John and I got talking about Joss Whedon last night, after John read an article in Wired (based largely on this interview) about one of very few television writers whose career I envy. For those of you who don’t know who I’m talking about, Whedon is largely responsible for Dr. Horrible’s Sing-Along Blog, Buffy the Vampire Slayer, Angel, Dollhouse, Firefly, Serenity, and most recently, The Avengers. I haven’t seen The Avengers yet and, quite frankly, I had no real interest in seeing it until Charlie (who only knew that Whedon was of consequence because her fiance pointed it out) mentioned that Whedon was in charge. I’ve been falling in love with Whedon as a writer since I saw Serenity in the theater, but I didn’t really pay attention to the fact that the same man was behind these amazing works of art until I watched Dollhouse last fall, and then only because I started reading Hijinks Ensue, whose writer will most likely either end up with a restraining order from Whedon or as his best friend and collaborator.
Yes, I am the lazy sort of fangirl who can adore just about everything in a screenwriter’s oeuvre without knowing it. Shut up.
As John and I were discussing what makes Whedon projects whedonesque, two qualities stood out to me. First, the man is a master of dialogue. He has a keen ear for the way people talk that gives me serious keyboard envy. Second, and equally important to me as a writer: he’s a butt-kicking feminist.
I had a hard time coming to grips with that second fact. A word to the wise: while you can watch most of his above-mentioned projects through Netflix Instant, I wouldn’t recommend it for everyone. “Whedonesque” means that strong women characters are going to occasionally have their asses handed to them in an extremely graphic manner. When I was watching Buffy, I found that I sometimes had to pause in the middle of an episode and go for a walk to shake off the yick of watching this young woman lose a no-punches pulled fist fight with older men. Dollhouse was infinitely worse.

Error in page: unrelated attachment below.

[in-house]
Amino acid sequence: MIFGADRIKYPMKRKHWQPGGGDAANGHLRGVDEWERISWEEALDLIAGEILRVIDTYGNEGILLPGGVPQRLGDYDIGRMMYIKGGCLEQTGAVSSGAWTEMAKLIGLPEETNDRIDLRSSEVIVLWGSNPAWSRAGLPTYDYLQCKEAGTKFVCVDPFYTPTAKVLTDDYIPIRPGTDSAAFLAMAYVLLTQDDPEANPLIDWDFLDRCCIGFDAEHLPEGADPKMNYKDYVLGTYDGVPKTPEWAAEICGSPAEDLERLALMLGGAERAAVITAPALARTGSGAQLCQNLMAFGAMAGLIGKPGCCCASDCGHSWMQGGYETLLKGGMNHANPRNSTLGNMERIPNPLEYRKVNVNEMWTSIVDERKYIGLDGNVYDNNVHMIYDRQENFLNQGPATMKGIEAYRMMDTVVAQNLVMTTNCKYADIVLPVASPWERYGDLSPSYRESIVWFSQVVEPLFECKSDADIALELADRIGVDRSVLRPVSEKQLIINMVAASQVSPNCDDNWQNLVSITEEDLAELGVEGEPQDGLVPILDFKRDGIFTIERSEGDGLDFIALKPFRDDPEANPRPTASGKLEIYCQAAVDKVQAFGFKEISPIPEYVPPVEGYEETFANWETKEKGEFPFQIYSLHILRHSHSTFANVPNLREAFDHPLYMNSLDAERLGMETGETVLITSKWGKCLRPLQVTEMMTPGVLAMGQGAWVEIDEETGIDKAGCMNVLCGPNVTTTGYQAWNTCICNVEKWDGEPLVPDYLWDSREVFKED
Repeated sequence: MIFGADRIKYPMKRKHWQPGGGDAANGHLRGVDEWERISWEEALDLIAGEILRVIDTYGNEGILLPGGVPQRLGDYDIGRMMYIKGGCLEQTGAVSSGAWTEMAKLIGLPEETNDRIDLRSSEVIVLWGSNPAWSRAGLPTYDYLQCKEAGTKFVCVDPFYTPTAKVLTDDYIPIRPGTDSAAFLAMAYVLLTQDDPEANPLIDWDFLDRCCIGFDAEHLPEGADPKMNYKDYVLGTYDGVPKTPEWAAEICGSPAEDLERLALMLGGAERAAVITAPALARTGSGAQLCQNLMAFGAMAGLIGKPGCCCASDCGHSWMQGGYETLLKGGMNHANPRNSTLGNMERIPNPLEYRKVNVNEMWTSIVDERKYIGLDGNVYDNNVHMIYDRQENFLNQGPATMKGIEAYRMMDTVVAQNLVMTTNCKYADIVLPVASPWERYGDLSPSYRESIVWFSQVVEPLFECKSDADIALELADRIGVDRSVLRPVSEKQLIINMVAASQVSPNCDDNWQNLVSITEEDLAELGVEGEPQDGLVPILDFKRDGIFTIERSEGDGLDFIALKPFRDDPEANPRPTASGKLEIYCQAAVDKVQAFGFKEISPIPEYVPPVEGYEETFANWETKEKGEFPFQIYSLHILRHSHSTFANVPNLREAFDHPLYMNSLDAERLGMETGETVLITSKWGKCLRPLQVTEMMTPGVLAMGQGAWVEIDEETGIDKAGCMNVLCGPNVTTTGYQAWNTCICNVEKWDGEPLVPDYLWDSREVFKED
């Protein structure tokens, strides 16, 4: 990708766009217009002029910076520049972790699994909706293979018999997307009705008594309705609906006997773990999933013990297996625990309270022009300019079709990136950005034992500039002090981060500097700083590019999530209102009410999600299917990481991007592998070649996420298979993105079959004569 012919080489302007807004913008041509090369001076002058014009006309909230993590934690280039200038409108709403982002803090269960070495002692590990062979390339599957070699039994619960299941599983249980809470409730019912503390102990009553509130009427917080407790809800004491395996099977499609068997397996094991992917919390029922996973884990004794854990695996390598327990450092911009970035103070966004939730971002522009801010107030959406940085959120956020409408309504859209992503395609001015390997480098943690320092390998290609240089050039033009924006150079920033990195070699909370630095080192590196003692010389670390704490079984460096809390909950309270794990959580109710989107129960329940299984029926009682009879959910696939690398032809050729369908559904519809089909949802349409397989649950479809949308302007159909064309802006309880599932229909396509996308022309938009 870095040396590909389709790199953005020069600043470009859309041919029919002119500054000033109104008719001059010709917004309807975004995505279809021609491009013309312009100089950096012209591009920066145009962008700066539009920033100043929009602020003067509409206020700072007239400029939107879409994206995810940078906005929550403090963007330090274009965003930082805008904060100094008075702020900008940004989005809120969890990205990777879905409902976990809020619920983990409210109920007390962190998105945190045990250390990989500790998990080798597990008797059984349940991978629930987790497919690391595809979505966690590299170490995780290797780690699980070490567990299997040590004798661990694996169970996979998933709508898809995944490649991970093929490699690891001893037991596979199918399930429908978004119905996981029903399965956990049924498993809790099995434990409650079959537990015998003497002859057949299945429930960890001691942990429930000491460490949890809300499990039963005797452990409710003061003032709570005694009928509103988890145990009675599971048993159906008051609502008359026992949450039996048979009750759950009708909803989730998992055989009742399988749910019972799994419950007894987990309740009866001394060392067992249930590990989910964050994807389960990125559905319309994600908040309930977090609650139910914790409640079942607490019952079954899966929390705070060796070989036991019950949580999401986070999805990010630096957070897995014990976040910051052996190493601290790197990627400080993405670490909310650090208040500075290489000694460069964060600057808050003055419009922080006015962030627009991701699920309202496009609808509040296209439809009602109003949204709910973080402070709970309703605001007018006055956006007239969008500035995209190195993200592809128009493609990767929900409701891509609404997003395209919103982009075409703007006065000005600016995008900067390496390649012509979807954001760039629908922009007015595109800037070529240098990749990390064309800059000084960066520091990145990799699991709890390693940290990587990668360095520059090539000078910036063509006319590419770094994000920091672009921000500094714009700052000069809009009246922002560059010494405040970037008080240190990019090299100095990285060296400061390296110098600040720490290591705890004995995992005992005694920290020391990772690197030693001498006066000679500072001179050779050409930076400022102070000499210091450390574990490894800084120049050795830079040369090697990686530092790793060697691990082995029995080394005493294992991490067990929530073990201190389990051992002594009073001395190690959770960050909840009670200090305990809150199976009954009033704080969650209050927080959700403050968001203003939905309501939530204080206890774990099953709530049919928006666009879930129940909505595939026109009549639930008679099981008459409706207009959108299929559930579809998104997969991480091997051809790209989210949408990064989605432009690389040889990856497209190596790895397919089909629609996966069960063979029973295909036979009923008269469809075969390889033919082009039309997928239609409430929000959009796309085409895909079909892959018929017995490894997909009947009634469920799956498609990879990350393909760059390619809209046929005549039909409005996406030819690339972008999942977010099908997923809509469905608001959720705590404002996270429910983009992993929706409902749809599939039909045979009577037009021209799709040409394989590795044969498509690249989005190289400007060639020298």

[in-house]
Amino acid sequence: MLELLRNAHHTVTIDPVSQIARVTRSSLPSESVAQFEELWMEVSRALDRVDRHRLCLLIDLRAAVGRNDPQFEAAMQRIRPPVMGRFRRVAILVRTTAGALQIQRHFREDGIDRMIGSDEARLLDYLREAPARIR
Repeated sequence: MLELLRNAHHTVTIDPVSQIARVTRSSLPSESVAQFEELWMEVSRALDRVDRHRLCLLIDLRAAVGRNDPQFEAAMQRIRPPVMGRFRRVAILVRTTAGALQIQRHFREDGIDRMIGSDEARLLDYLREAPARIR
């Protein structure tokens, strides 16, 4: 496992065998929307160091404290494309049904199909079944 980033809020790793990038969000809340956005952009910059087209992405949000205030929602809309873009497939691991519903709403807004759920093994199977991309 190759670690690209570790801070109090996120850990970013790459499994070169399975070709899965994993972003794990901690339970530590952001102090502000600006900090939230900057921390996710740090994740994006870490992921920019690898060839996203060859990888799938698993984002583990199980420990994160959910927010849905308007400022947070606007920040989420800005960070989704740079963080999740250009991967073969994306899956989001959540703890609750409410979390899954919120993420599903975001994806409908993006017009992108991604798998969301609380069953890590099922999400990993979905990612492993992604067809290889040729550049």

I kept going back, though it took me a while to understand why I found this fairly violent television to be worthy of my time. My reason? Buffy and Echo are on the frontiers of feminism, rewriting the paradigm of what it means to be female. The paradigm I was raised with is that girls are capable of kicking butt BUT not so capable that it’s okay for boys to kick back. By putting strong women in the category of “not to be touched,” media sends the message that women really are more fragile than men. It’s sickening on an almost physical level to watch a particularly close fight in which the woman seems to be losing, especially when the staged fighting is fairly believable, but I don’t have the same gut reaction watching a similar fight between two men, or between two women, for that matter. Why? Because I have been trained to believe that men and women are not equals, that women are physically inferior to men.
Mentally, I am capable of saying, “That is incorrect, kind sir!” But the attitudes that matter are not the ones you pull out at the university colloquium. The attitudes that have power are the ones you carry in your bones–the ones that will tell you how to react if you should ever face a given situation in real life. In other words, my brain tells me that I am capable of standing up for myself if I am ever attacked by a man, but my bones tell me to cower, weep, and beg for mercy. I have been blessed in my life to never be faced with a situation where I had to make that decision, but many women are. Domestic violence is not a rarity in the United States, and plenty of women stay in abusive situations, allowing themselves to be hit again and again and again, and not least among the reasons for this is that our cultural perception of women is that they aren’t really empowered to do anything about it.
When a man refrains from hitting a woman, too often his reason is, “You shouldn’t hit women.” That’s a bad reason. You shouldn’t hit anybody. The same man might also back down from a fight with a man, probably on moral principles (if only to save face), but what media usually tells us about this interaction is that the man is also somewhat concerned that he might be seriously injured. In other words, he respects the power of the other man’s fists. When you “respect a woman” by refusing to fight her on the premise that she’s a woman, the only thing you’re respecting is her fragility. I’m not saying you should go around picking bar fights with women, mind you, but I am saying that Joss Whedon’s work is ripping that paradigm to shreds.